Higher-Order Procedures

........in Mathematics, Common Lisp, Python

Higher-Order procedures are procedures which manipulate procedures- accept procedures as parameters or return newly constructed procedures to the caller. The best discussion on the topic is in Section 1.3 of Structure and Interpretation of Computer Programs. Language implementations which offer such facilities are said to treat procedures as first class objects. The idea is simple: you should be able to toss around procedures/functions as if they are simple numbers, strings, or as we call them, values

Differential Calculus

A very simple example of a higher-order procedure is found in differential calculus. The derivative of a function is another function. The derivative operator operates on a function to generate another function. For the sake of completeness: d/dx f(x) => f'(x), where f(x), f'(x) are functions in a variable quantity, x. Similar examples are found in Integral Calculus, where the indefinite integral of any function is another function.

Procedures as Parameters

When you are thinking in a language which supports higher-order procedures, you should think of tossing around procedures between procedure calls, like they were just another variable.  Lets We shall now implement Simpson's rule of Integration as a simple demonstration of passing around procedures in Python and Common Lisp.

The following Python script calculates the Integral of a function by Simpson's rule:

# Integration by Simpson's rule

def simpsons(f,a,b,n):

summation = 0.0
for k in range(2,n-1,2):
summation = sum(summation,2*f(a+(k*h)))
for k in range(1,n,2):
summation = sum(summation,4*f(a+(k*h)))

summation = sum(summation, f(a) + f(a+(n*h)))
print "The Integral is (%.2f)" % float(summation*(h/3))

def sum(accumulator, term):
return accumulator+term

# This is the function for which the Integral is calculated. You can replace
# it with any other function.

def cube(x):
return x*x*x

simpsons(cube,2,5.0,4) # passing around the function to be integrated as a parameter

Here is the Common Lisp code:

;; Integration by Simpson's rule; CL code
;; Found to be working correctly with 'clisp'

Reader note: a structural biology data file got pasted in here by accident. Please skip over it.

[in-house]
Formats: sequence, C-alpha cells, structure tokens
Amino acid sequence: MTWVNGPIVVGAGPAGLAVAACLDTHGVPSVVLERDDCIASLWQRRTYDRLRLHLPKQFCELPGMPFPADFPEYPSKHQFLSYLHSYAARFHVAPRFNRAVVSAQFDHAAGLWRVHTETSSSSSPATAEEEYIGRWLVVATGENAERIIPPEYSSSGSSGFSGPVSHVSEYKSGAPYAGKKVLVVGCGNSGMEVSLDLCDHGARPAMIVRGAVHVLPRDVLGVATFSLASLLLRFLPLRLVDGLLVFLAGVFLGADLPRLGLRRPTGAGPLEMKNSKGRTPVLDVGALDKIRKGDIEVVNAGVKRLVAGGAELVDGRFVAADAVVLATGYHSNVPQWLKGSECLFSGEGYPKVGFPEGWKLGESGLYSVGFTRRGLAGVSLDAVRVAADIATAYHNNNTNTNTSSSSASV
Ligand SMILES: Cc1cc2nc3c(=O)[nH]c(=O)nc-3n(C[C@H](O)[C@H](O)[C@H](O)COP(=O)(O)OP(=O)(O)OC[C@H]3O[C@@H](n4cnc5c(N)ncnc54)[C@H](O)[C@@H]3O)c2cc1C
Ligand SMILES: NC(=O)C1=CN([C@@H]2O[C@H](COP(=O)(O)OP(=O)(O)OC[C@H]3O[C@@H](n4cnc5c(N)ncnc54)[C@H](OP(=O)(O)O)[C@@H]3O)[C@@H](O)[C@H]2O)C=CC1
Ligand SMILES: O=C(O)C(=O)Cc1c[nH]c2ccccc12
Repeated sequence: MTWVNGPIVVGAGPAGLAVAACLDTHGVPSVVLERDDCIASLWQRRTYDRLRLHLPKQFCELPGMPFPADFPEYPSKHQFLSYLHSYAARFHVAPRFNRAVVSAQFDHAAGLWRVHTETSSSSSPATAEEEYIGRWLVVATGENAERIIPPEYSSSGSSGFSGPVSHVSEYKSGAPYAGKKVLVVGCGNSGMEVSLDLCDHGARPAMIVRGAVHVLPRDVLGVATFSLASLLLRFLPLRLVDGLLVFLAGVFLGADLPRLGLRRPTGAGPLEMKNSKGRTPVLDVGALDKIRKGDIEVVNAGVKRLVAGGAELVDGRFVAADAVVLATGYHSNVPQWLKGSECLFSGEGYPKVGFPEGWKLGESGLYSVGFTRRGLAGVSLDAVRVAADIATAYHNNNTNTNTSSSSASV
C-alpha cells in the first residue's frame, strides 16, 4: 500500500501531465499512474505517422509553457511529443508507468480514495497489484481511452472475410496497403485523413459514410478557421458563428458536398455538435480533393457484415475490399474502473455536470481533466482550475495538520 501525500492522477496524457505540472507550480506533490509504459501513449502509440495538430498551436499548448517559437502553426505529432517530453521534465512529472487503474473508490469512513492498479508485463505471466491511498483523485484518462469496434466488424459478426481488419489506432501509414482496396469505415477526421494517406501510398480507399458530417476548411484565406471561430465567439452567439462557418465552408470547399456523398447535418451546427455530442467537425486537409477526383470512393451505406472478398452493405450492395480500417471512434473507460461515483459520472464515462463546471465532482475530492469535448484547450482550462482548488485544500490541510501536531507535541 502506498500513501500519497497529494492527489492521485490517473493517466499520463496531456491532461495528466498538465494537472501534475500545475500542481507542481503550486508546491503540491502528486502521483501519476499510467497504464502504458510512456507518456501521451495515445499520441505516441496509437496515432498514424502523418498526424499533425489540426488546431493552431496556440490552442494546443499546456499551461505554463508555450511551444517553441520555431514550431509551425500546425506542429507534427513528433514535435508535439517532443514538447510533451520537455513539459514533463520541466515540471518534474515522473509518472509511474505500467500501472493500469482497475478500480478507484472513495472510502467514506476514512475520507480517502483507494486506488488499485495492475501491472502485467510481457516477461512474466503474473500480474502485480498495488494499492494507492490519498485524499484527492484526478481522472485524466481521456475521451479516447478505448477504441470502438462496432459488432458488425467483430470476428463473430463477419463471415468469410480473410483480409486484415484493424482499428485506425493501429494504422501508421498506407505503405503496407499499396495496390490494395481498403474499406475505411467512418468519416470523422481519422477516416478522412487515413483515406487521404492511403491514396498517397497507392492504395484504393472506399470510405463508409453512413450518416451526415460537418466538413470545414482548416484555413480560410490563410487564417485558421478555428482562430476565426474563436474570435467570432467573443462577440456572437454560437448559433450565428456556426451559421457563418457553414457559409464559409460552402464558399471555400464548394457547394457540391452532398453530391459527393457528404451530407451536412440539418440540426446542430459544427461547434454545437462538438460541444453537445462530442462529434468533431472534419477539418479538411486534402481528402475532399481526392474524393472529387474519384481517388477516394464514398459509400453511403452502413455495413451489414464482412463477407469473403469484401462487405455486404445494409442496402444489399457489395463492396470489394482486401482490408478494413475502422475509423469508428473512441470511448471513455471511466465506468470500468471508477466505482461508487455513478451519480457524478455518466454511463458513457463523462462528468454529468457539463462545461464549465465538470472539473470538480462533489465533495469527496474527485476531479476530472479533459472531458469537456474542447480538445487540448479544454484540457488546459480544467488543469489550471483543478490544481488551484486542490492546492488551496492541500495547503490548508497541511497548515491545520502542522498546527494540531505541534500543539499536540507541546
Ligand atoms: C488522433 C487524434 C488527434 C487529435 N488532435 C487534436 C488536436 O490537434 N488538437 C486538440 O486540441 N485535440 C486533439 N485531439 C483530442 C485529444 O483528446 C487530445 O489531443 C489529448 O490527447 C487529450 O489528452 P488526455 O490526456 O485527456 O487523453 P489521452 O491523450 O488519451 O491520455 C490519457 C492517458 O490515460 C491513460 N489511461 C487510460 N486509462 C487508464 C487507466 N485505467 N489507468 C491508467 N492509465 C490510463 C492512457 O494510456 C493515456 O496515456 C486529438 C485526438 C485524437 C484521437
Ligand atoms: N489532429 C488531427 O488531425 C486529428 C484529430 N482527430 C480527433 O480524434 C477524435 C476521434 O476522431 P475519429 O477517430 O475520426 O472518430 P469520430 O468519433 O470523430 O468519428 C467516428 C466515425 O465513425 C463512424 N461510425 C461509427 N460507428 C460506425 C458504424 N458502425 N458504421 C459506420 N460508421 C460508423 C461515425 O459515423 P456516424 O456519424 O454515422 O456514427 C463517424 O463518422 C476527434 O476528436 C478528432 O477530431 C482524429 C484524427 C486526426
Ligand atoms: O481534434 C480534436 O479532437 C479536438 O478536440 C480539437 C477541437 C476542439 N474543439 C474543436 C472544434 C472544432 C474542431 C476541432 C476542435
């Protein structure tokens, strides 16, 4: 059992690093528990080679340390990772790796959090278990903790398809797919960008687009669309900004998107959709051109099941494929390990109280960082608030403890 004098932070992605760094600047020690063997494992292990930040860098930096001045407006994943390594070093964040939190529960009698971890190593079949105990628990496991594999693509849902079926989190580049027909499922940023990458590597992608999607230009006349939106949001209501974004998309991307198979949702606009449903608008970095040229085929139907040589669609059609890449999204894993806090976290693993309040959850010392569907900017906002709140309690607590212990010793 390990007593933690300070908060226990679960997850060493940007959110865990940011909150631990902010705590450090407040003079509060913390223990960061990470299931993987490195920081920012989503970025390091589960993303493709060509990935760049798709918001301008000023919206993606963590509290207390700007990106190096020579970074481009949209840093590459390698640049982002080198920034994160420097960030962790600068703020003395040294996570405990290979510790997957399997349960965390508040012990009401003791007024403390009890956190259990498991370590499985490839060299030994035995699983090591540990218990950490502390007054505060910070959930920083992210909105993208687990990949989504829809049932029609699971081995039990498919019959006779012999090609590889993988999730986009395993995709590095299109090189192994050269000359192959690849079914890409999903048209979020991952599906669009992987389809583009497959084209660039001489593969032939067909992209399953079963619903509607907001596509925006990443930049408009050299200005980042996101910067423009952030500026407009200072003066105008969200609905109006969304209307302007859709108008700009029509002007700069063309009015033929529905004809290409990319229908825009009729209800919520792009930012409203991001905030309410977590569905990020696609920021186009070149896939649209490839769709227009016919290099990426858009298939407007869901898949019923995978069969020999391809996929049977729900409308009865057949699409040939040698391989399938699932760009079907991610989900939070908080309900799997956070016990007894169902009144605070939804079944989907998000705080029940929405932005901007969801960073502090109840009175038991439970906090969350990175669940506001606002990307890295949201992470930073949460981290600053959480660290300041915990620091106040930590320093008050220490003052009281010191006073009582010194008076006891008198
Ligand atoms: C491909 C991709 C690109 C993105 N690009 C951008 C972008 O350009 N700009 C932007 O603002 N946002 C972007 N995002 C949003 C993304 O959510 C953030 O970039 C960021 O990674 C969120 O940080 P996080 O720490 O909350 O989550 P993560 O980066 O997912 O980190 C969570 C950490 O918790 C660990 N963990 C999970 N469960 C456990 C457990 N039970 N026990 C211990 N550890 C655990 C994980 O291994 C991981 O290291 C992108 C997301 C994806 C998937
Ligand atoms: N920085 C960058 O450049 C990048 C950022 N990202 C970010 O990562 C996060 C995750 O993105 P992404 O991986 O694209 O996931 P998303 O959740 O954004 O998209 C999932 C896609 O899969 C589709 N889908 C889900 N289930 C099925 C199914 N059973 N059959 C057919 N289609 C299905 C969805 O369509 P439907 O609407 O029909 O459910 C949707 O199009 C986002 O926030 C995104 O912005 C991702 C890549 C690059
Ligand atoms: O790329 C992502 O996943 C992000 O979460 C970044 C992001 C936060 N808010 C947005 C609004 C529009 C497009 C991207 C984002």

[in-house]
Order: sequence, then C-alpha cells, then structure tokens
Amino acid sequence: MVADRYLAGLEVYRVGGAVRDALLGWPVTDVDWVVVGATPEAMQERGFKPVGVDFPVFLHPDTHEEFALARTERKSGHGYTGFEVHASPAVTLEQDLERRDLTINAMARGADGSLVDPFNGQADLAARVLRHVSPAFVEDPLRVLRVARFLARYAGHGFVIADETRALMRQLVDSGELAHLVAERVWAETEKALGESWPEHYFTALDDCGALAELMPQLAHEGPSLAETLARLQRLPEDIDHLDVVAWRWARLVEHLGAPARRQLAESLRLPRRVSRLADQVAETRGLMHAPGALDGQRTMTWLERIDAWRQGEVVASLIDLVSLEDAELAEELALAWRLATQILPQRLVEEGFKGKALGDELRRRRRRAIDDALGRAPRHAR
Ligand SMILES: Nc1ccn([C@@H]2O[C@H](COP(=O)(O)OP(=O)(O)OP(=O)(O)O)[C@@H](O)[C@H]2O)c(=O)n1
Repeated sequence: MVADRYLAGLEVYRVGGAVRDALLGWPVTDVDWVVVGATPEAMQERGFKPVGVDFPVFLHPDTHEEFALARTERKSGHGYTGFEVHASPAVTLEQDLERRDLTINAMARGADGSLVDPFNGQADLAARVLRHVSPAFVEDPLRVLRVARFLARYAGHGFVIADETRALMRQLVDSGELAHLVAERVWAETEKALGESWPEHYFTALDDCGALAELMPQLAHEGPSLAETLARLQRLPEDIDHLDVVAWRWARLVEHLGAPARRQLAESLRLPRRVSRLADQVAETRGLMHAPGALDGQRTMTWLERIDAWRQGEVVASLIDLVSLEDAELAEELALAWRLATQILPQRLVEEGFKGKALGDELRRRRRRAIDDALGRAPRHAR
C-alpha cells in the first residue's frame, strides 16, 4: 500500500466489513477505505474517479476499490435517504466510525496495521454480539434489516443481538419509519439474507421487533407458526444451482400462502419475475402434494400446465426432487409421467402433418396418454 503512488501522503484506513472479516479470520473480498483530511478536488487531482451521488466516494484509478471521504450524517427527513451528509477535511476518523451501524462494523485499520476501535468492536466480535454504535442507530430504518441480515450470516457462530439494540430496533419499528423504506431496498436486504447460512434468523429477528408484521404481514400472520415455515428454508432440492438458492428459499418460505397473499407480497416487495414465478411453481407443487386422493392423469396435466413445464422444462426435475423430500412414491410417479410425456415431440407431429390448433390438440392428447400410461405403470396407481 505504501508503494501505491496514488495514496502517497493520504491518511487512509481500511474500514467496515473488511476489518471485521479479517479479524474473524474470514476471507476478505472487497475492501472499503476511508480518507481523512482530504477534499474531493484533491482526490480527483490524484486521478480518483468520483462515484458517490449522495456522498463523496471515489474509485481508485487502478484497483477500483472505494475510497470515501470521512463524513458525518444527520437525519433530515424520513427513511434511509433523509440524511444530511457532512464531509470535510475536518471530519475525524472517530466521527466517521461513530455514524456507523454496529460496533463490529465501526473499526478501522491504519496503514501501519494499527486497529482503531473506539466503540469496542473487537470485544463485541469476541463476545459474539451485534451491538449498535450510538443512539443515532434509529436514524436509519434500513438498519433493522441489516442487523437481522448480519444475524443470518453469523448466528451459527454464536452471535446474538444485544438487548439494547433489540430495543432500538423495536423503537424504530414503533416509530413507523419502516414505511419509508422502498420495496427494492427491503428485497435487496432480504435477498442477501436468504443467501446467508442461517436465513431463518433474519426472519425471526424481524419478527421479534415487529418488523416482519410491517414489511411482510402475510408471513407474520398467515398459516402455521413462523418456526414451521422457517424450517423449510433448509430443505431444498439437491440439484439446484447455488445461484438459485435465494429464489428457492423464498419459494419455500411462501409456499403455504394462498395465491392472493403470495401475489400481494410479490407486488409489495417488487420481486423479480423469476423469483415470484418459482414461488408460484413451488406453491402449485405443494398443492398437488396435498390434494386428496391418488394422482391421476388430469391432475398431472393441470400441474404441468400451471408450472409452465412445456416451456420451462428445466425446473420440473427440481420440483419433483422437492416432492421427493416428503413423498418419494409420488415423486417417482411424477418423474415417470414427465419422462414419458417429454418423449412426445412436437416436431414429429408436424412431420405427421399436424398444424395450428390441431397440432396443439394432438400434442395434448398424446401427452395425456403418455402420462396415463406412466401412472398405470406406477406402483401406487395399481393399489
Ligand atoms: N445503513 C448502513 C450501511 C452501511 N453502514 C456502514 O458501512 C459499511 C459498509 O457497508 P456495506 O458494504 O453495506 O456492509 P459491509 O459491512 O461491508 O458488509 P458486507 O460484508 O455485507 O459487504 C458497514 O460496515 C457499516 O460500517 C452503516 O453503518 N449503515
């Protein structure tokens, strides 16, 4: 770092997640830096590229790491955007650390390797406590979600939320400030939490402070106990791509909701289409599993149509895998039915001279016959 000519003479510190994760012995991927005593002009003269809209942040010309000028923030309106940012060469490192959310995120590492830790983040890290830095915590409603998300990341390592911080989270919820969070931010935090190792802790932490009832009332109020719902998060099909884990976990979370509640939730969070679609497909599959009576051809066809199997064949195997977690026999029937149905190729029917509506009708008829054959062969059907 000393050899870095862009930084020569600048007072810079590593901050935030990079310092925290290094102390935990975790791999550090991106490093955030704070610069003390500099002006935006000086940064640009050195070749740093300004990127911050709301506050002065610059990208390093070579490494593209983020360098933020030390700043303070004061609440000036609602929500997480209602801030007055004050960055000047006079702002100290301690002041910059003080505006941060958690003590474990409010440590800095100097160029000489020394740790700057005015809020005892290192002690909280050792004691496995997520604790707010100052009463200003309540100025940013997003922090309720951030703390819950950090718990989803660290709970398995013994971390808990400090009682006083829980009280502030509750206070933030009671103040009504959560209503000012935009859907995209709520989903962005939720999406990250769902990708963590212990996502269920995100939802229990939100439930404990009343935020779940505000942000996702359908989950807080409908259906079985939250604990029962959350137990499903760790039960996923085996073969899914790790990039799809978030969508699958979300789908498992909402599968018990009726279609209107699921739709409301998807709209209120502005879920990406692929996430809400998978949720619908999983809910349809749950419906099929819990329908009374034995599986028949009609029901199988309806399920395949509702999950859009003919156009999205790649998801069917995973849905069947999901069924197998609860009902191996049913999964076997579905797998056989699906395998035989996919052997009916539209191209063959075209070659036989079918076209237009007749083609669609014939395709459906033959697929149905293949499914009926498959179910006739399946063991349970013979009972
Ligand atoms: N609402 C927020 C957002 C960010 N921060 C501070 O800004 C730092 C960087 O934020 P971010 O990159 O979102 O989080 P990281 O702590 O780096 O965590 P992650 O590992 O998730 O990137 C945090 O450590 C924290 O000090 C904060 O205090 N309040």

(defun simpsons (f a b n)
(let ((summation 0)
(h (/ (- b a) n)))
(loop for k from 2 below (- n 1) by 2 do
(setf summation (+ summation (* 2 (funcall f (+ (* k h) a))))))
(loop for k from 1 below n by 2 do
(setf summation (+ summation (* 4 (funcall f (+ (* k h) a))))))
(setf summation (+ (funcall f a) (funcall f (+ (* n h) a))))
(format t "~d" (* (/ h 3.0) summation))))

(defun cube(x)
(* x x x))

;; Passing around the function to be integrated

(simpsons 'cube 2 3 8) ; demonstrating higher-order functions

For understanding the above code, you should know about procedures/functions in Common Lisp. Chapter 5 of Practical Common Lisp is a good reference.

Constructing and Returning Procedures- lambdas

Similar to the Integration, we could also find the derivative of a function at a point. However, what if we want the derivative function itself, not the value. So we are now looking at constructing a new procedure, say f'(x) and return it, not a numerical value. We shall use lambdas, to construct and return the new procedure. Given a function f(x) and a infinitesimal value dx, the derivative f'(x) of the function f(x)value at any number x is given by f'(x)=(f(x+dx)-f(x))/dx, where dx -> 0 ). Instead of calculating the derivative, we shall construct the new function and return it to the calling procedure.

I shall be demonstrating Common Lisp code here. Let us first defun the function which will calculate the derivative:

(defun deriv (fn x dx) ; fn-> Function for which derivative is to be calculated, x-> a integer, dx -> a very small value ~ 0
( lambda (x)
(/ (- (funcall fn (+ x dx)) (funcall fn x))

Now, define a function for which the derivative is to be calculated, say cube:

(defun cube(x); Any number I get, I will triple it and return
(* x x x))

(deriv 'cube 3 0.02)

Let us now define another function to call the deriv function to calculate the derivative of cube:

(defun deriv-square() (deriv 'cube 3 0.02))
and call it:
what we see is this:
The FUNCTION: object indicating that we just got back a function as the return value

Python supports lambdas as well. Try to code the above in Python as an exercise

The best method to express Higher-Order procedures is perhaps given in A short introduction to the Lambda Calculus as: T== lambda f (lambda x f(f (f x)))

References and Resources

  1. Formulating abstractions with Higher-Order procedures
  2. Procedures as first class objects
  3. Higher-order functions
  5. Practical Common Lisp 
  6. Functional Programming in Python


  1. First Version: 18th Feb, 2009
  2. Added expressing Higher-Order procedures as a lambda: 27th Feb, 2009